But a society is in a much better position to stop shooting deaths when it can tightly regulate the buying and carrying of weapons long before they are ever used to murder anybody. In all but a half dozen American states, it would be perfectly legal for people like the Charlie Hebdo killers to walk to the very front door of their targets with their rifles slung over their shoulders, lawful responsible gun owners to the very second before they opened fire on massed innocents.
Like the villagers in the flood plain in my parable, Americans are unlikely to see much benefit from their ingenious technical solutions to gun violence so long as guns are easily available to just about everyone who wants them.
So in a limited sense, the gun advocates are right. The promise of “common sense gun safety” is a hoax, i.e. Americans probably will not be able to save the tens of thousands of lives lost every year to gun violence—and the many more thousands maimed and traumatized—while millions of Americans carry guns in their purses and glove compartments, store guns in their night tables and dressers. Until Americans change their minds about guns, Americans will die by guns in numbers resembling the casualty figures in Somalia and Honduras more than Britain or Germany.
It’s truly hard to imagine that this change will be led by law. Guns are inscribed into the Constitution of the United States and the individual states. On the other hand, it’s also in most states legal for a parent to strap her child into a car seat, roll the windows up tight, and smoke a pack of cigarettes in the vehicle. Parents almost universally refrain, not because they are compelled, but because they love their children and will not willingly expose them to acknowledged dangers.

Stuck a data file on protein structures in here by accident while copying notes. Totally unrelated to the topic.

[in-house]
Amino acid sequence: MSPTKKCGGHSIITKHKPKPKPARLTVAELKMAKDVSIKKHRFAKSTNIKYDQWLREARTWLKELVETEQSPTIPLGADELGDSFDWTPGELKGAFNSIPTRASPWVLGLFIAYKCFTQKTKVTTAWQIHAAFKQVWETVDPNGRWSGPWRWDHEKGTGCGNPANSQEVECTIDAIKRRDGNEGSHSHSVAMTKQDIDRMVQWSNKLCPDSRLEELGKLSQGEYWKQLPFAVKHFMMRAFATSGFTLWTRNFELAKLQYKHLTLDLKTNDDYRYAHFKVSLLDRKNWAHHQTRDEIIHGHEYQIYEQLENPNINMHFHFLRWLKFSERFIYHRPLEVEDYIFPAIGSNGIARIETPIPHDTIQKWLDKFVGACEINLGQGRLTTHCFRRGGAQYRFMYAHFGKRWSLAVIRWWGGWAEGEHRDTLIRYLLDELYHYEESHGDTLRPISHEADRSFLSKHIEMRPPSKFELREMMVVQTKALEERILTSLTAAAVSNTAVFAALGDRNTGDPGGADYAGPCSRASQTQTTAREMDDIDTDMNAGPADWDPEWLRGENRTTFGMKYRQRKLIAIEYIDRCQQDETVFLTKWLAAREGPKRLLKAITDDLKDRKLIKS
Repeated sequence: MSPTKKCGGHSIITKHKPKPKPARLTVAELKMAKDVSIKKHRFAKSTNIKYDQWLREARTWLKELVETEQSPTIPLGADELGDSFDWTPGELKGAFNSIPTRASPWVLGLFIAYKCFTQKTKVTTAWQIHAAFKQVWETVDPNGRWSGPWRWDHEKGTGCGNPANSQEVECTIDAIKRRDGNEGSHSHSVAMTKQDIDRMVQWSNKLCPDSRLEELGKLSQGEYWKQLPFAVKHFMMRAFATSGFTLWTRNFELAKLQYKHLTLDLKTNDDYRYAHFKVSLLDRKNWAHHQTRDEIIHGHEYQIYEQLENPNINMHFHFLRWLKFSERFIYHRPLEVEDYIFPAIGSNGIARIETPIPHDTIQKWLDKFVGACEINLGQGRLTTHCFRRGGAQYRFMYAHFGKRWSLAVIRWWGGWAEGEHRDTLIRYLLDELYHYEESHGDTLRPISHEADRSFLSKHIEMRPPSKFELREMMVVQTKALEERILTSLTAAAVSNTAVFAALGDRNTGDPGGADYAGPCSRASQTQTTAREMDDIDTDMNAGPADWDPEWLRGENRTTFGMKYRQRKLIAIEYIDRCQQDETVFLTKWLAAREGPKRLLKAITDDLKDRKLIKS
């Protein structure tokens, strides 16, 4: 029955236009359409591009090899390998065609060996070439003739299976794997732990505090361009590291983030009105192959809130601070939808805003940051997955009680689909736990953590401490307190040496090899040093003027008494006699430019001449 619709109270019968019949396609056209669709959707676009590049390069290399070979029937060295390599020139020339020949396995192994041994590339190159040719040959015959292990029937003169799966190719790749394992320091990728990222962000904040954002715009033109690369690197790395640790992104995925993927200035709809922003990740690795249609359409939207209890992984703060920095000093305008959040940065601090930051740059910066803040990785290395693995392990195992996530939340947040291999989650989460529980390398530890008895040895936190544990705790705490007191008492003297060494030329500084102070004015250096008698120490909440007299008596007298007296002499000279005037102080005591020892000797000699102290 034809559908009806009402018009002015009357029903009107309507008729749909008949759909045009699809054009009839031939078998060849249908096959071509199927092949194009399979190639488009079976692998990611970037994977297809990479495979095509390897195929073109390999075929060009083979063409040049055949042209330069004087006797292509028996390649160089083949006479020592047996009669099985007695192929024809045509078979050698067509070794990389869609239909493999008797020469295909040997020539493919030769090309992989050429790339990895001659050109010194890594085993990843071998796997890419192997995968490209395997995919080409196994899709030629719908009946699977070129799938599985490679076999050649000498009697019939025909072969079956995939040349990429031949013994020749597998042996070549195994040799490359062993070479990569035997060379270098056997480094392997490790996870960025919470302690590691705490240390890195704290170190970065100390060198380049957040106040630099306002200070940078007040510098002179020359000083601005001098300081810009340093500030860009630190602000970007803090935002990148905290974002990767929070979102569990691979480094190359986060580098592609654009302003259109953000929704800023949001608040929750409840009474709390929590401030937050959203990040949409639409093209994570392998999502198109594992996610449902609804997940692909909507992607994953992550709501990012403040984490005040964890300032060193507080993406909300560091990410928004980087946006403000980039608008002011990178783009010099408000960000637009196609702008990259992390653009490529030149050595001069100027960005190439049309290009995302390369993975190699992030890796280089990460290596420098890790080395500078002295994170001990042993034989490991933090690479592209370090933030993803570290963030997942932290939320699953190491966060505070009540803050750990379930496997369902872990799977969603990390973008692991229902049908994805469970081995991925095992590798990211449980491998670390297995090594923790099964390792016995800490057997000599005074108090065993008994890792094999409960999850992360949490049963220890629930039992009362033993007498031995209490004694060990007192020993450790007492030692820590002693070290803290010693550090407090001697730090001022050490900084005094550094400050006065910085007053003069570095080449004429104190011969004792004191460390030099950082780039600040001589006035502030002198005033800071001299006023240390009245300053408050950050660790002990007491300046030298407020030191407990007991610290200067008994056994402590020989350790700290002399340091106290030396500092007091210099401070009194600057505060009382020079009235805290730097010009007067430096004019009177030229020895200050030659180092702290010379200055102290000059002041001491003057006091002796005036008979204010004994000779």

Maybe the most decisive first step toward a safer society is to think less, for now, about (comparatively rare) mass shootings—and think more instead about (horrifyingly commonplace) everyday tragedies like this one in Tampa, Florida, on September 21: “A 4-year-old Florida girl has died after accidentally pulling the trigger of a gun when she reached into her grandmother's purse for candy.”
Or this one, September 29, in Dearborn, Michigan: “Two three-year-old children have been shot by another toddler at a home daycare facility in the US state of Michigan.” Or this, from Kentucky on August 1: “Police said a 2-year-old died Monday after being shot in the head in his Louisville home. … [T]he boy and his 3-year-old brother found the gun in the top of a closet.”
The adults who exposed those children to death and injury surely thought they were doing the right thing by having guns in their home. But they were wrong, dead wrong. As Melinda Wenner Moyer writes in the current issue of Scientific American: “The research on guns is not uniform, and we could certainly use more of it. But when all but a few studies point in the same direction, we can feel confident that the arrow is aiming at the truth—which is, in this case, that guns do not inhibit crime and violence but instead make it worse.”